Norman Miller has been welcomed back to Treetops Resort as the current artist-in-residence...

As an artist, Munganbana (Norman Miller) said he found it difficult to relate to his Tableland surroundings in earthy colours and like to paint them in their true vibrant colours of greens, blues, purples and apricots.

“The Bush Alarm Clock is one of my favourite paintings, because in the bush, the kookaburra is the alarm clock so I have painted a clock face around them” Mr Miller said.

“If I did something wrong as a child, the adults would say the kookaburras are laughing at me.”

The vibrant colours of rainbow lorikeets, common to the Tableland, merge in the background of his Rainbow Lorrikeets but still allow the birds to stand out…..

Port Douglas and Mossman Gazette 23/5/2002
‘Back in Residence'

With more than 300 paintings and sculptures, judges at the inaugural Sheraton Mirage Oceania Art Exhibition Art Prize had a huge task ahead of them.

For there could only be one winner for the top prize worth $6,000 and the honour went to Cairns artist Norman Miller (Munganbana) with his painting I carried my sons and daughters.” (It is an acrylic on canvas.)

The coffee table book and associated exhibitions called Gatherings 11, Contemporary Aboriginal and Torres Strait Islander Art from Queensland, Australia (2006) Keeaira Press compiled by Marion Demozay features Munganbana’s art. His works Dreams and Visions, Blue Reef and Rain Showers are featured. It states (P148) “Munganbana has owned his own art gallery in Cairns for over 12 years and his work is sold nationally and internationally. He is the 2006 open winner of the inaugural Oceanic Art Award. He presented a painting to Yad Veshem Museum in Jerusalem to commemorate the Australian Light Horsemen who won the battle at Beersheva in 1917. His work has also been exhibited at the Hamburg Museum, Germany.“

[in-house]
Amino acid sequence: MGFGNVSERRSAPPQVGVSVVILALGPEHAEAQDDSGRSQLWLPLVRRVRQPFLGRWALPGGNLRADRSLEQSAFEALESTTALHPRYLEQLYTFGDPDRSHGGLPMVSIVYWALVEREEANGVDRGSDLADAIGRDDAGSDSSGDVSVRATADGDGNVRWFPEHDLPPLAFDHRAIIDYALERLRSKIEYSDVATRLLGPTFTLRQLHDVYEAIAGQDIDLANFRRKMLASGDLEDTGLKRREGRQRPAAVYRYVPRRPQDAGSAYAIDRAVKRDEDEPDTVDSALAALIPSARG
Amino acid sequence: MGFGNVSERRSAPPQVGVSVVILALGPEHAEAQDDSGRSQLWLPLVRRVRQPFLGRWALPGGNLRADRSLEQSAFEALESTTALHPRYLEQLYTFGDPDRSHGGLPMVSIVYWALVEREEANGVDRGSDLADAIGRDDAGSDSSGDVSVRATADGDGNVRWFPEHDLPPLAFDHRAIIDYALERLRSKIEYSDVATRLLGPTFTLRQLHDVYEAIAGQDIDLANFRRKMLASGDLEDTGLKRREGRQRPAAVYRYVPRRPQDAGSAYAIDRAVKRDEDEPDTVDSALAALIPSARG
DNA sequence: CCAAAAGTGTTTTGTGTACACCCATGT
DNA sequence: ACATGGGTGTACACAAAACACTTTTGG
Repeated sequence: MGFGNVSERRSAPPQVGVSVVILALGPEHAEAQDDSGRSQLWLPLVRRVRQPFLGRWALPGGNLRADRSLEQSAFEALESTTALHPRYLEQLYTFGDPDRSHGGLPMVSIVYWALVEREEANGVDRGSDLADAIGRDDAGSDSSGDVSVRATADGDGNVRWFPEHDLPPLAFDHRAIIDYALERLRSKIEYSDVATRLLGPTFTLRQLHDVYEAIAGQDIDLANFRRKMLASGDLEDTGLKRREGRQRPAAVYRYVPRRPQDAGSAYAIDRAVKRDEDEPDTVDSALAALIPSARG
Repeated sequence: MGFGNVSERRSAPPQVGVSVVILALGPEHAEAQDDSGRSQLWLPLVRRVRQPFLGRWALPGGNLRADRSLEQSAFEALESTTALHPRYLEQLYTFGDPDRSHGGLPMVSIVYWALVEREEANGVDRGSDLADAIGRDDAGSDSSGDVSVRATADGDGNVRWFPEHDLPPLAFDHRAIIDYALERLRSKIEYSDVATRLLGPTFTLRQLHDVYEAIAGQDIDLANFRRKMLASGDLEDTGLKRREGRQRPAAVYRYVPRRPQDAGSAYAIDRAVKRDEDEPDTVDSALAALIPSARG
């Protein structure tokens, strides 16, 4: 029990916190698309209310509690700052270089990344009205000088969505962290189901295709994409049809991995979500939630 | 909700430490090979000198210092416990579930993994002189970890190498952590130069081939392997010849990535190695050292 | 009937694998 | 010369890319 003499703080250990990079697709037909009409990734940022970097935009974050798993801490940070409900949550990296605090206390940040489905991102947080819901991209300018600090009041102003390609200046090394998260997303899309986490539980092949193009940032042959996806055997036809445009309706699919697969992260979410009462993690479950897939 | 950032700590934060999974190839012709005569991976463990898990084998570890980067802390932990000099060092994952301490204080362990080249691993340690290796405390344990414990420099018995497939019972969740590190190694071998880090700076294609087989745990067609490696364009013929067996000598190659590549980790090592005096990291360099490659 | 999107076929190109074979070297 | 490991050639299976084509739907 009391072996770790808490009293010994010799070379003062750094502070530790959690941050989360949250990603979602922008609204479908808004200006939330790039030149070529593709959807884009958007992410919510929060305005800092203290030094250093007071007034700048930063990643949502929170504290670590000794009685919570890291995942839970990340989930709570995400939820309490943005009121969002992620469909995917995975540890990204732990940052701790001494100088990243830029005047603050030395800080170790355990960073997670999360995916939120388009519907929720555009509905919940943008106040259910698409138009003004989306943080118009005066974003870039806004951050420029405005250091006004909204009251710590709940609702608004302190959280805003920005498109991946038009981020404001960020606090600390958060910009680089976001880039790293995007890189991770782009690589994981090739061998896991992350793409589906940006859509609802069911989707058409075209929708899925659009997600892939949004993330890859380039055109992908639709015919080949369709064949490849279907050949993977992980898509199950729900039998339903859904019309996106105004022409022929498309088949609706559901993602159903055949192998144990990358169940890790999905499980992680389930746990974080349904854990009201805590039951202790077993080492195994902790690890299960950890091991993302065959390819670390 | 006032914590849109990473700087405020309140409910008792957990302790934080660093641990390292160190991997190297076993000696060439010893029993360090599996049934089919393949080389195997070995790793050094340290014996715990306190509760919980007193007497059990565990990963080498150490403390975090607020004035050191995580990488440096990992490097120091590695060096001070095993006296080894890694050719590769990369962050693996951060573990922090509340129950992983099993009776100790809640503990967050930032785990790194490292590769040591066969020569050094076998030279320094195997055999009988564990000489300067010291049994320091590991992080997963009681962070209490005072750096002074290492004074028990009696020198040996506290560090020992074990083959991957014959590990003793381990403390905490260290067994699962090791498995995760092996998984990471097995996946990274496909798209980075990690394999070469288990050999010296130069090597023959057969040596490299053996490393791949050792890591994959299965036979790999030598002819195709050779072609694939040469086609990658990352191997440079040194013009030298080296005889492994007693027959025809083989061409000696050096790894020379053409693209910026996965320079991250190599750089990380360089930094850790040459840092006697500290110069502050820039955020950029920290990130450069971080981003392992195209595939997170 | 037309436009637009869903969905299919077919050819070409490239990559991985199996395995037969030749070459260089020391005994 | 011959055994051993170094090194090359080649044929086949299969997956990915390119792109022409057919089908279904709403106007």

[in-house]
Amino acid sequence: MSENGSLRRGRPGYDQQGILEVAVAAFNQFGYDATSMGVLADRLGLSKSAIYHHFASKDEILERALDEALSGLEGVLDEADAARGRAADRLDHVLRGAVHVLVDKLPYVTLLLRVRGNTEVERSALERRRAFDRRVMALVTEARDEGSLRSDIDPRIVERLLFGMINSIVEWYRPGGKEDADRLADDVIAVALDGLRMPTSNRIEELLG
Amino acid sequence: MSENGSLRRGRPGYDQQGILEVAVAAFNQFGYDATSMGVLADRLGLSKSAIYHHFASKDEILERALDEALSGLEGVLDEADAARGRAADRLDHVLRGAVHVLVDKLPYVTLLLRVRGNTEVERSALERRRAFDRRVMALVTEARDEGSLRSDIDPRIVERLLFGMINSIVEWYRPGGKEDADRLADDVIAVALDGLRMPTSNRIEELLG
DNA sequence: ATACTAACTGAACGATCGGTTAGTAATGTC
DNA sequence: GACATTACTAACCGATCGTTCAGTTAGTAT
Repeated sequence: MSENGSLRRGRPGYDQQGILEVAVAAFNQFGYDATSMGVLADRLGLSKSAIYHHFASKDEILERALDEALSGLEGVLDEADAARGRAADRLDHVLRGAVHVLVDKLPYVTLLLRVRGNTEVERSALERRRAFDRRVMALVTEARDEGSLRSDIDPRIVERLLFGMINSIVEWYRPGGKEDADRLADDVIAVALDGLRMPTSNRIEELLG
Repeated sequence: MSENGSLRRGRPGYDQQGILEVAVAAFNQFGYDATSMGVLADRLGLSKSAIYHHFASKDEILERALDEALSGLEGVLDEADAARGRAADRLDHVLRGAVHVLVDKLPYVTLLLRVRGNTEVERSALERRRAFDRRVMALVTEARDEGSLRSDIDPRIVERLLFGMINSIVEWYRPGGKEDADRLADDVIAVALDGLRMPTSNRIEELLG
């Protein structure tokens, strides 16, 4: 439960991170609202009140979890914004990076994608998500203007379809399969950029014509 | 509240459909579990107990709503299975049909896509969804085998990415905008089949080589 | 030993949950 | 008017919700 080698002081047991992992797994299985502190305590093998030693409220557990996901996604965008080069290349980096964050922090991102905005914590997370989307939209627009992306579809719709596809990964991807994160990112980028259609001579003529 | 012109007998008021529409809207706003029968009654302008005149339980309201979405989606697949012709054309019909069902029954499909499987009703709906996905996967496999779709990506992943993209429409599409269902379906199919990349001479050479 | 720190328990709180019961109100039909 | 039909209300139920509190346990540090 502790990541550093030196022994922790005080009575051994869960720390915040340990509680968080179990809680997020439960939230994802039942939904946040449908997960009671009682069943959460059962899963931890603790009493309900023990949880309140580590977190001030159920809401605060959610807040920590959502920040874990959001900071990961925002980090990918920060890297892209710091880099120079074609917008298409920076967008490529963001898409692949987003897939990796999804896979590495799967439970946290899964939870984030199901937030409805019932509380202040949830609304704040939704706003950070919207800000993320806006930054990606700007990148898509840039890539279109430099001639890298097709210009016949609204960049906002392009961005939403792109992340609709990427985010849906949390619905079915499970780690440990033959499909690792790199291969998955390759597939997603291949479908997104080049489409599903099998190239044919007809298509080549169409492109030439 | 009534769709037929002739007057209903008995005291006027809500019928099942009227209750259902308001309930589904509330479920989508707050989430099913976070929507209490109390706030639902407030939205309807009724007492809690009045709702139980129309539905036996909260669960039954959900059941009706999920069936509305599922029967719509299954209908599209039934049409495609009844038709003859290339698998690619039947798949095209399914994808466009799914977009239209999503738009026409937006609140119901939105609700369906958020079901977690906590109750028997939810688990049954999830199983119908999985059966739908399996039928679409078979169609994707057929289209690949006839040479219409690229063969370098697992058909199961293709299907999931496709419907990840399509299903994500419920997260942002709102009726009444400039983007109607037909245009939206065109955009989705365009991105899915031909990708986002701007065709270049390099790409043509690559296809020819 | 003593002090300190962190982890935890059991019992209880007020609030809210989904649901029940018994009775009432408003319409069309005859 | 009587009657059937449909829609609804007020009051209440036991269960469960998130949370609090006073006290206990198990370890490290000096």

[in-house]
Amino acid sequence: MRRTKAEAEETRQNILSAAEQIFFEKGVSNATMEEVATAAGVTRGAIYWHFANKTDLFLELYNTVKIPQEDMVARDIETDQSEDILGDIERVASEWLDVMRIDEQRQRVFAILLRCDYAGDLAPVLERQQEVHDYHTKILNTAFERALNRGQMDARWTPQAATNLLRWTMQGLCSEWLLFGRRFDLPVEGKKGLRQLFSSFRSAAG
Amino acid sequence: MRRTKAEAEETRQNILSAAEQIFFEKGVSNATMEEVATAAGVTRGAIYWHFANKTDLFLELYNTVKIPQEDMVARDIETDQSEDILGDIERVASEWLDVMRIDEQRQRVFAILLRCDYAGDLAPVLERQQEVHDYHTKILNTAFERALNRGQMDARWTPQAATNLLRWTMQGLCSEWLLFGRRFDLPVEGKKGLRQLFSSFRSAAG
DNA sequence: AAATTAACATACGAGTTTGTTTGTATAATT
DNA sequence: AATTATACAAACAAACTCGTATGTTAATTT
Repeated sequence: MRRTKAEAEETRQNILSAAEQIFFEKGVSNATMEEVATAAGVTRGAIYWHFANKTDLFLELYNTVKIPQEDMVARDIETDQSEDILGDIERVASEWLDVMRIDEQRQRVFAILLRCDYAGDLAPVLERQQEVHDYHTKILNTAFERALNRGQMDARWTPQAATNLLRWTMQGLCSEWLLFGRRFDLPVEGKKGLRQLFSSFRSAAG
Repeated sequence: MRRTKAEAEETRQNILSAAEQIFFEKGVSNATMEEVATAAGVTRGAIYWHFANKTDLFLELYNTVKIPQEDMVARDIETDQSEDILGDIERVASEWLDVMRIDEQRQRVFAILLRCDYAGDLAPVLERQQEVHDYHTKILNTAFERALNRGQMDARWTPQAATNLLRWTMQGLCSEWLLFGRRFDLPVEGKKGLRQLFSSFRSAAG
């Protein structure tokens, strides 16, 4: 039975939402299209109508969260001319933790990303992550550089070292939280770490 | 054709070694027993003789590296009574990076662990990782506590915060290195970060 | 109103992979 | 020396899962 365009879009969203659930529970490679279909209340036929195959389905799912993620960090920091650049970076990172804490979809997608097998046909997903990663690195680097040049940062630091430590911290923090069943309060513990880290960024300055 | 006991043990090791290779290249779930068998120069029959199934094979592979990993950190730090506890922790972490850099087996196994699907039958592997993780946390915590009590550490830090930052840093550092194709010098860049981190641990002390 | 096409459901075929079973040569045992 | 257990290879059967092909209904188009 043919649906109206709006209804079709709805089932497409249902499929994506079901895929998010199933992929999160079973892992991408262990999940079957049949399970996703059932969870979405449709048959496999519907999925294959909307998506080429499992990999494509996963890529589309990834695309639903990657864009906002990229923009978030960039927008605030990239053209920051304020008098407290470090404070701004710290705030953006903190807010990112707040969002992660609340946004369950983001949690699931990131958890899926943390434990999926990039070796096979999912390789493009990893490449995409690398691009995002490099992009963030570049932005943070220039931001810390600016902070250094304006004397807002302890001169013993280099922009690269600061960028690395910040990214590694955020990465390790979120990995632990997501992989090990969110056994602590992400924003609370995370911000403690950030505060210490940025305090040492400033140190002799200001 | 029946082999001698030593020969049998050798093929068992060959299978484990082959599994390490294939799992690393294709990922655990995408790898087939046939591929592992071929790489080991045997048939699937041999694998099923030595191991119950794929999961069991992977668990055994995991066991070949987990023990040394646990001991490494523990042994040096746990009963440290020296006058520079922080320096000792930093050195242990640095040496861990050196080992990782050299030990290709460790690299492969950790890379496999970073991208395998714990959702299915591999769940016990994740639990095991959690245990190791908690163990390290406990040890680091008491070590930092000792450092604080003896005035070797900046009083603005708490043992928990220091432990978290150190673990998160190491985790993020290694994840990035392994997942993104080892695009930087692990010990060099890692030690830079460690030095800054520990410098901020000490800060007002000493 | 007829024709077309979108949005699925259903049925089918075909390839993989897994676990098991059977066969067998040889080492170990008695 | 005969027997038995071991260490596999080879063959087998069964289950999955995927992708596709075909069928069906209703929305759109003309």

In the foreword it says “The following pages feature only a few of the many pioneers of the Queensland Arts industry and they are followed by a gallery of some of Queensland’s finest Indigenous artists….” The Premier stated “There is no doubt that through Indigenous art taking its rightful place in our country’s national heritage, reconciliation is steadily building. As non-Indigenous people continue to embrace this art, they are learning more about the complex and sophisticated nature of traditional culture and its dynamic contemporary expression.”

The Queensland Government commissioned a coffee table book and exhibition with the title Gatherings for the 2001 Commonwealth Heads of Government meeting (CHOGM) which was held in Queensland. This featured Munganbana’s art, this being a recognition of his stature as an Indigenous artist. This was a precursor of Gatherings 11.